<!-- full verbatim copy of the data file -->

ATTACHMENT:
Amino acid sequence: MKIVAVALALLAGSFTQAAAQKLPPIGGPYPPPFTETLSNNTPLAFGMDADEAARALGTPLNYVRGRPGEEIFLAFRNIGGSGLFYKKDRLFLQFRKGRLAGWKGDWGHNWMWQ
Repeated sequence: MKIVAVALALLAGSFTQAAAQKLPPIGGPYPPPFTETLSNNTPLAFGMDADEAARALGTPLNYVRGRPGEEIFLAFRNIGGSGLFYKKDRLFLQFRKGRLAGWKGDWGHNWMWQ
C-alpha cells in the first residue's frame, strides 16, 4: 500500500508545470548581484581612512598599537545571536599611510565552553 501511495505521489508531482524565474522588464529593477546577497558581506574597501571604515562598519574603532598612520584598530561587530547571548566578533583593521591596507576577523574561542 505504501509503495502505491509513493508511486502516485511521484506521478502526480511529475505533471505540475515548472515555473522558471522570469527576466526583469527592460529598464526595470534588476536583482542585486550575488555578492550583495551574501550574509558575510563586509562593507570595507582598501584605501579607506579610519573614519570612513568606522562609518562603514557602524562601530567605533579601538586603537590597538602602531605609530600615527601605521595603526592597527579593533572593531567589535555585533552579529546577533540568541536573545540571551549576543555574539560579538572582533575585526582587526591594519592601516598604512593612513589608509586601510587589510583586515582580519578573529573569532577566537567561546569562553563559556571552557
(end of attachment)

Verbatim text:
Amino acid sequence: MKIVAVALALLAGSFTQAAAQKLPPIGGPYPPPFTETLSNNTPLAFGMDADEAARALGTPLNYVRGRPGEEIFLAFRNIGGSGLFYKKDRLFLQFRKGRLAGWKGDWGHNWMWQ
Repeated sequence: MKIVAVALALLAGSFTQAAAQKLPPIGGPYPPPFTETLSNNTPLAFGMDADEAARALGTPLNYVRGRPGEEIFLAFRNIGGSGLFYKKDRLFLQFRKGRLAGWKGDWGHNWMWQ
C-alpha cells in the first residue's frame, strides 16, 4: 500500500508545470548581484581612512598599537545571536599611510565552553 501511495505521489508531482524565474522588464529593477546577497558581506574597501571604515562598519574603532598612520584598530561587530547571548566578533583593521591596507576577523574561542 505504501509503495502505491509513493508511486502516485511521484506521478502526480511529475505533471505540475515548472515555473522558471522570469527576466526583469527592460529598464526595470534588476536583482542585486550575488555578492550583495551574501550574509558575510563586509562593507570595507582598501584605501579607506579610519573614519570612513568606522562609518562603514557602524562601530567605533579601538586603537590597538602602531605609530600615527601605521595603526592597527579593533572593531567589535555585533552579529546577533540568541536573545540571551549576543555574539560579538572582533575585526582587526591594519592601516598604512593612513589608509586601510587589510583586515582580519578573529573569532577566537567561546569562553563559556571552557